Standing with and for the buffalo until they are WILD & FREE again, sending you all lots of BUFFA-LOVE!
* BFC Newsletters and Notecards Available Soon!
BFC’s 2007-2008 newsletter is hot off the press and will be mailed to our supporters starting next week. Please let us know if you have had a change of address, if you are not on our mailing list and would like to receive a newsletter, or if you want to help spread the word and save the buffalo herd by placing newsletters around your community. Write to Dan at email@example.com.
Buffalo Field Campaign is proud to offer these new and beautiful notecards featuring the original “Tatanka 2” design by Marian Osher. Notecards cost $15 for a pack of ten and can be purchased online or through the mail. These cards are being printed now and should be available next week. Click the link to view the sharp new design and to pre-order:
* Ski, Shop, and Surf to Save the Buffalo and Support BFC
February Colorado Ski Vacation
Bidding on BFC’s second annual Crested Butte Ski Vacation Fundraiser will begin next week. This year’s package will include a week’s lodging in a five star condominium at the base of the resort, lift tickets, meals at Crested Butte restaurants, and groceries. 100% of the proceeds from the auction will go directly to Buffalo Field Campaign. The Ebay Auction will take place between now and Christmas. Check the BFC web site next week for more information or email firstname.lastname@example.org. A big thanks to long-time BFC supporter Deanna W. for making this fundraiser possible with the donation of her condominium.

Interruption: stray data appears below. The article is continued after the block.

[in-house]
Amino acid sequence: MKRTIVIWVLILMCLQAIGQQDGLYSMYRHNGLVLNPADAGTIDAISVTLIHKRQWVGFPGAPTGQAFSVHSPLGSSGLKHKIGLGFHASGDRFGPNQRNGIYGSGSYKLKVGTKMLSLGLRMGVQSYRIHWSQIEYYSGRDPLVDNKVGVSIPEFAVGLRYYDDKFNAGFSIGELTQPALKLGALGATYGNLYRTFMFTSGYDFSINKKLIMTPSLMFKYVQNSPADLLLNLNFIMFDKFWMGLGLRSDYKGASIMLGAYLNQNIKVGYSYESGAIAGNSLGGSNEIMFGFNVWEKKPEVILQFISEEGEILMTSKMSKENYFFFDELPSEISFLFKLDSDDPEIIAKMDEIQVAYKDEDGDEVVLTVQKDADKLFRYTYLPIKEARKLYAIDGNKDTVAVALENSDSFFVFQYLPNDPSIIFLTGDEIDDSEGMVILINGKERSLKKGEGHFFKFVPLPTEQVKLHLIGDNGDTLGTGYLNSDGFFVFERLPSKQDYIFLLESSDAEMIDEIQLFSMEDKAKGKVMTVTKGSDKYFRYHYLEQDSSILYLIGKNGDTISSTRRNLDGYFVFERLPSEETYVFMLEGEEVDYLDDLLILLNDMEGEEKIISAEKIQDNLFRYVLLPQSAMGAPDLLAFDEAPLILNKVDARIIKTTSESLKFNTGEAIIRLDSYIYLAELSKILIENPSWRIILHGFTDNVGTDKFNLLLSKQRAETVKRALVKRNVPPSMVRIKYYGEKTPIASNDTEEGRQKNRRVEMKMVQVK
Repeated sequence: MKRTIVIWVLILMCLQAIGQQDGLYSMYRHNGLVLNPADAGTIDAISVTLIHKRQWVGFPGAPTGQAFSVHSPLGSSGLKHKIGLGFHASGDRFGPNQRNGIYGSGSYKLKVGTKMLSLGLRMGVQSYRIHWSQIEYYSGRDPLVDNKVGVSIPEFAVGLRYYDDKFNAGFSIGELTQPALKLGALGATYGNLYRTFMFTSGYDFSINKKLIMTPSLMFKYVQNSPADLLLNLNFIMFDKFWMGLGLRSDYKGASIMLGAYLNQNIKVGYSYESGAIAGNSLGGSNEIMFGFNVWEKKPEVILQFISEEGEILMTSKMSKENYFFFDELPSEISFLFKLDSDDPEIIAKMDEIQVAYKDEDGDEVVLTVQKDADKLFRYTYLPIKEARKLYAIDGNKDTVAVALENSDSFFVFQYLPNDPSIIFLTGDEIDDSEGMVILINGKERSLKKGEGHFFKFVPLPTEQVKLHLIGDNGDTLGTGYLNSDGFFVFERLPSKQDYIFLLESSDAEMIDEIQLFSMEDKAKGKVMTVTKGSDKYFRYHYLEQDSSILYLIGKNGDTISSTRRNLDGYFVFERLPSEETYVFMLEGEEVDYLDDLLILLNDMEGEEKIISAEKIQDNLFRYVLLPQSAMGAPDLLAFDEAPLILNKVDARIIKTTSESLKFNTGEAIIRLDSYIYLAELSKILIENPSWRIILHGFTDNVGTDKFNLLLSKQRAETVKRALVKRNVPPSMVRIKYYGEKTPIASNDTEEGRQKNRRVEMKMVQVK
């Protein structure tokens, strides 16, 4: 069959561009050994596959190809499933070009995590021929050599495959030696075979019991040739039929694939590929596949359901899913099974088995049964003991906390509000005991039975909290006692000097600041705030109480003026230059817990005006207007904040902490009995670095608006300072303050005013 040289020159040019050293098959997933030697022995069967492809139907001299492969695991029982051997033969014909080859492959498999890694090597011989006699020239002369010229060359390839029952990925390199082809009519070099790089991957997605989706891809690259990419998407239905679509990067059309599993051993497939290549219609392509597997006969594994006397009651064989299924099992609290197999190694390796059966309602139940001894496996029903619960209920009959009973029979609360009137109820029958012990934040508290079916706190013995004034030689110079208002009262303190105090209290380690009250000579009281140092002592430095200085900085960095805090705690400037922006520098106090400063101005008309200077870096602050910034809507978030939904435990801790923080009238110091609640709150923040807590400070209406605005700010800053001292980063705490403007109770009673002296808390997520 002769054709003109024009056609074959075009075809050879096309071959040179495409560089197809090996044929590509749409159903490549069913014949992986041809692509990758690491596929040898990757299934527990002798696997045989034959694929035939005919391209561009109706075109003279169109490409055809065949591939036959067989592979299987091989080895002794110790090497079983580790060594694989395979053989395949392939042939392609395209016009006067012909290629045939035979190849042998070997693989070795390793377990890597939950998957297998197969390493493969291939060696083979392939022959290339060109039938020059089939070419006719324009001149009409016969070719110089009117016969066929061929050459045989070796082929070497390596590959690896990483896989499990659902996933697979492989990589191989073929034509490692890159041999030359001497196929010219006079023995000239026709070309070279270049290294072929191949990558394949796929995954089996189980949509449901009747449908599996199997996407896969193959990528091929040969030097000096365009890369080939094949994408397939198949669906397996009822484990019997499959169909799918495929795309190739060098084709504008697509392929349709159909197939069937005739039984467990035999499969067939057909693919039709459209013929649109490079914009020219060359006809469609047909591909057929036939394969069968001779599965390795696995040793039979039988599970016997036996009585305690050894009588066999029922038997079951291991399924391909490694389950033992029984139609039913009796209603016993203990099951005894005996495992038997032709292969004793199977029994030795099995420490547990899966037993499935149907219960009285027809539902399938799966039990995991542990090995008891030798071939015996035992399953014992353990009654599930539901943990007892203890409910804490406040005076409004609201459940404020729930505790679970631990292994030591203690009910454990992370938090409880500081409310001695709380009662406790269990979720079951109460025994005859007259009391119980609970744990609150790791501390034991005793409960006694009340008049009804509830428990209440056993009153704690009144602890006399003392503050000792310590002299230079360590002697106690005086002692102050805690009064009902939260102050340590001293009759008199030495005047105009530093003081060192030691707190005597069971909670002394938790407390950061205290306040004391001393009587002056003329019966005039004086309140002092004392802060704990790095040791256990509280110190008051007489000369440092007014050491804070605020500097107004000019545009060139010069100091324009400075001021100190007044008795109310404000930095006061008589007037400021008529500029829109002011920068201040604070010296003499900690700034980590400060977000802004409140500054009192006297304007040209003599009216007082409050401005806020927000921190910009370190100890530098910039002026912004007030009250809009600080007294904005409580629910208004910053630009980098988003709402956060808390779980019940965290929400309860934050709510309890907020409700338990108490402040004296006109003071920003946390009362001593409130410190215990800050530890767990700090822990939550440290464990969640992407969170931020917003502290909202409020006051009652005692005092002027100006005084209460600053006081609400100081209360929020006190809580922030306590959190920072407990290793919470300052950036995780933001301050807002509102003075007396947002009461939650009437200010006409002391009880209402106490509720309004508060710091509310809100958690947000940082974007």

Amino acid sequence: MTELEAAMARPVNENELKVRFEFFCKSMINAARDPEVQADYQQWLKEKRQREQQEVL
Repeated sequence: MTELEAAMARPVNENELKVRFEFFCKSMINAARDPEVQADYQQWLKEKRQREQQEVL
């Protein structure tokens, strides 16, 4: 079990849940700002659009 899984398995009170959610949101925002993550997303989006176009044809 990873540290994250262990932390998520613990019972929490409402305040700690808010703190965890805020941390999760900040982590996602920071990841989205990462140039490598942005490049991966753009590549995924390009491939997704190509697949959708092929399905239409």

Support BFC With Online Purchases
If you could give Buffalo Field Campaign up to 26% of the money you spend every time you shop, at no extra cost to you, would you do it? Well that’s exactly what happens when you make purchases through iGive.com. Shop online at one of over 680 retailers such as Patagonia, Land’s End, Apple, iTunes, Sharper Image, and Ebay and support Buffalo Field Campaign in the process! It doesn’t cost anything to join and once you’re a member, every time you shop through iGive.com, Buffalo Field Campaign receives a percentage of each purchase.